The population of Kyrgyzstan is divided among three main groups: the indigenous Kyrgyz, the Russians who remained after the end of the Soviet Union, and a large and concentrated Uzbek population. Topography divides the population into two main segments, the north and the south. Each has differing cultural and economic patterns and different predominant ethnic groups.
The censuses of 1979 and 1989 indicated annual population growth of a little over 2 percent, with a birth rate of 30.4 per 1,000 in 1989. The estimated birth rate in 1994 was twenty-six per 1,000, the death rate seven per 1,000, with a rate of natural increase of 1.9 percent (see table 2, Appendix). In 1993 average life expectancy was estimated at sixty-two years for males, seventy years for females--the second lowest rate among the former Soviet republics. In 1993 the infant mortality rate was estimated at 47.8 deaths per 1,000 live births. Early marriage and large family size have combined to make Kyrgyzstan's population a relatively young one. In 1989, some 39.5 percent of the population was below working age, and only 10.1 percent was of pension age. The 1989 census indicated that only about 38 percent of the country's population was urbanized (see table 3, Appendix).
In 1993 the population of Kyrgyzstan was estimated at 4.46 million, of whom 56.5 percent were ethnic Kyrgyz, 18.8 percent were Russians, 12.9 percent were Uzbeks, 2.1 percent were Ukrainians, and 1.0 percent were Germans (see table 4, Appendix). The rest of the population was composed of about eighty other nationalities. Of some potential political significance are the Uygurs. That group numbers only about 36,000 in Kyrgyzstan, but about 185,000 live in neighboring Kazakstan. The Uygurs are also the majority population in the Xinjiang Uygur Autonomous Region of China, whose population is about 15 million, located to the northeast of Kyrgyzstan. In November 1992, the Uygurs in Kyrgyzstan attempted to form a party calling for establishment of an independent Uygurstan that also would include the Chinese-controlled Uygur territory. The Ministry of Justice denied the group legal registration.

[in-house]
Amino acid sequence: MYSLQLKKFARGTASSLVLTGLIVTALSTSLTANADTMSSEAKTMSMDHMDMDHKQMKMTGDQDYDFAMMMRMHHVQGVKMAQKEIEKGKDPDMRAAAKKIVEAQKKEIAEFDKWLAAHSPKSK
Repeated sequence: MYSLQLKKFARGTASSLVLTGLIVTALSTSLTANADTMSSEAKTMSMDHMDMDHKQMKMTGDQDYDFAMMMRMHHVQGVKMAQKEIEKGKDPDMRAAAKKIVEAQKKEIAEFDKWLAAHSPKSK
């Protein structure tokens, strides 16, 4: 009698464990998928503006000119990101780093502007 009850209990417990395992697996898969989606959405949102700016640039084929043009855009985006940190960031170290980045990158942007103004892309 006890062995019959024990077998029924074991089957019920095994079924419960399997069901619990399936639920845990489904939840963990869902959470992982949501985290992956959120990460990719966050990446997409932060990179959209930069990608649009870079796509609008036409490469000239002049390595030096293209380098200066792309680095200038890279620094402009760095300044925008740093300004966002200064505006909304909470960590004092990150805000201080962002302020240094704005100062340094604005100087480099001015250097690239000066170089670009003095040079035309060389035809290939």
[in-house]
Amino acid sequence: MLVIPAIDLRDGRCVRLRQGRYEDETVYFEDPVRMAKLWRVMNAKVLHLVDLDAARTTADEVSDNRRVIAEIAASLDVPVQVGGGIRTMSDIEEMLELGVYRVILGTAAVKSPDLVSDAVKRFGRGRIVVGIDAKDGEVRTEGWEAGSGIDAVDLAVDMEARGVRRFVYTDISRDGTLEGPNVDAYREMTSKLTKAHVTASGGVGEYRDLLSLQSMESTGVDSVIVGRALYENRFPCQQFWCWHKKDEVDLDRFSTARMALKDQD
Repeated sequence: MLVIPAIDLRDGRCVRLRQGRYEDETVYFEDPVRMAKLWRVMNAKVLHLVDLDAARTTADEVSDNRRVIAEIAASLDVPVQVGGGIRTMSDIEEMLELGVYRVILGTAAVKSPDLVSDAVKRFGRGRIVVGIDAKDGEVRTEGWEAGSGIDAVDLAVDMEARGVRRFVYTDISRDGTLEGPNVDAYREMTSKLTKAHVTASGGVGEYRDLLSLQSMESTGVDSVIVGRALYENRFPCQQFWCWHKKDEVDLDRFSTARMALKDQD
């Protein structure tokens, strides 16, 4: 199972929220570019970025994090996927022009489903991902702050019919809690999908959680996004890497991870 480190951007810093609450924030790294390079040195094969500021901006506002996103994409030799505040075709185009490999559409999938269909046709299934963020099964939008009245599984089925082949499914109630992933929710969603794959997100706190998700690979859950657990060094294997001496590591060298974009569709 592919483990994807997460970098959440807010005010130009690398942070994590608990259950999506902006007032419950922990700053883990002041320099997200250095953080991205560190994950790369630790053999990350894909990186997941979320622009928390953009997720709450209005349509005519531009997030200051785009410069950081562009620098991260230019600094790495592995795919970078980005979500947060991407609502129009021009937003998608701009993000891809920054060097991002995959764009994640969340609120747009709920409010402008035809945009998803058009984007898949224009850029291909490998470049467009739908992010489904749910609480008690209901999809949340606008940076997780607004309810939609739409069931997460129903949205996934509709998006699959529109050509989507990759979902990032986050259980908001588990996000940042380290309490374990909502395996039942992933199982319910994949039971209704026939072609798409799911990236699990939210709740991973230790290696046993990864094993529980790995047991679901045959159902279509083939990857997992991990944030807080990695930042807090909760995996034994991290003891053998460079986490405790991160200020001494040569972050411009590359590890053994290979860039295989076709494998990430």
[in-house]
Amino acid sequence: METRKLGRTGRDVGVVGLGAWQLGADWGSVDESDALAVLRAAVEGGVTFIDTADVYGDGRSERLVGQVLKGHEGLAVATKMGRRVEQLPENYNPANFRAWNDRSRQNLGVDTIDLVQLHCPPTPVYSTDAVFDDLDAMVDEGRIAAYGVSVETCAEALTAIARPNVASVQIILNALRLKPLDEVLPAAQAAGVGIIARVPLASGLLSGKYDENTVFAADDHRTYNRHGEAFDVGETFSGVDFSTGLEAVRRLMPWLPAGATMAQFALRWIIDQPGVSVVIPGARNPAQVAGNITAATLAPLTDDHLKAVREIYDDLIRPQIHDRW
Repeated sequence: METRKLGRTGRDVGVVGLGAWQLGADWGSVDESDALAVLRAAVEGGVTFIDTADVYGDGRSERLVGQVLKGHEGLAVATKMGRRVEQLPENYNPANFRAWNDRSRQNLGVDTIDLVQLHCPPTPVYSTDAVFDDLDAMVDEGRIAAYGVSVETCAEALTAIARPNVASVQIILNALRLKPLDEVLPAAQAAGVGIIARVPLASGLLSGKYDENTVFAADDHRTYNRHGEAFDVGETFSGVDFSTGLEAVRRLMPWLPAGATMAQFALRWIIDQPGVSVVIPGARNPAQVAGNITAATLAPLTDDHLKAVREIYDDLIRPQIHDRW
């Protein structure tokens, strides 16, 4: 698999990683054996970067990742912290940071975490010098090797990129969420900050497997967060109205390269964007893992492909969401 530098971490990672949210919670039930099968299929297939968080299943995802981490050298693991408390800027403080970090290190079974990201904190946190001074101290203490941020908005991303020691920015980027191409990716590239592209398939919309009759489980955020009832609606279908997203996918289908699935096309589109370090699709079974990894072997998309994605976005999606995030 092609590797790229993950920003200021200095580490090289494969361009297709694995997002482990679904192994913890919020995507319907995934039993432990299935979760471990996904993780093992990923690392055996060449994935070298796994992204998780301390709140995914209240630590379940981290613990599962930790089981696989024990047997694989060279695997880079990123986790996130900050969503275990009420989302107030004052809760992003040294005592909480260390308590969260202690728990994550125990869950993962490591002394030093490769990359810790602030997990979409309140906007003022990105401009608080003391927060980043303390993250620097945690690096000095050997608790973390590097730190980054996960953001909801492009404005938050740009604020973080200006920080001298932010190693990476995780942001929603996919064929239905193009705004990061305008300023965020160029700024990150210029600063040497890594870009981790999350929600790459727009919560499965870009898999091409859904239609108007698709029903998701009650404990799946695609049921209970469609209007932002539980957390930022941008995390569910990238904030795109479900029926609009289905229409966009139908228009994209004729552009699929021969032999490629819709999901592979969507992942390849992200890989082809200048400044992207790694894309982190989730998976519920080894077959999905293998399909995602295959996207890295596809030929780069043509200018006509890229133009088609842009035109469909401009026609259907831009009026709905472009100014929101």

Between 1989 and 1993, a significant number of non-Kyrgyz citizens left the republic, although no census was taken in the early 1990s to quantify the resulting balances among ethnic groups. A considerable portion of this exodus consisted of Germans repatriating to Germany, more than 8,000 of whom left in 1992 alone. According to reports, more than 30,000 Russians left the Bishkek area in the early 1990s, presumably for destinations outside Kyrgyzstan. In 1992 and 1993, refugees from the civil war in Tajikistan moved into southern Kyrgyzstan. In 1989 about 64,000 Kyrgyz were living in Tajikistan, and about 175,000 were living in Uzbekistan. Reliable estimates of how many of these people subsequently returned to Kyrgyzstan have not been available.
The Fergana Valley, which eastern Kyrgyzstan shares with Central Asian neighbors Uzbekistan and Tajikistan, is one of the most densely populated and agriculturally most heavily exploited regions in Central Asia. As such, it has been the point of bitter contention among the three adjoining states, both before and after the collapse of the Soviet Union. Members of the various ethnic groups who have inhabited the valley for centuries have managed to get along largely because they occupy slightly different economic niches. The sedentary Uzbeks and Tajiks traditionally have farmed lower-lying irrigated land while the nomadic Kyrgyz have herded in the mountains. However, the potential for ethnic conflict is ever present. Because the borders of the three countries zigzag without evident regard for the nationality of the people living in the valley, many residents harbor strong irredentist feelings, believing that they should more properly be citizens of a different country. Few Europeans live in the Fergana Valley, but about 552,000 Uzbeks, almost the entire population of that people in Kyrgyzstan, reside there in crowded proximity with about 1.2 million Kyrgyz.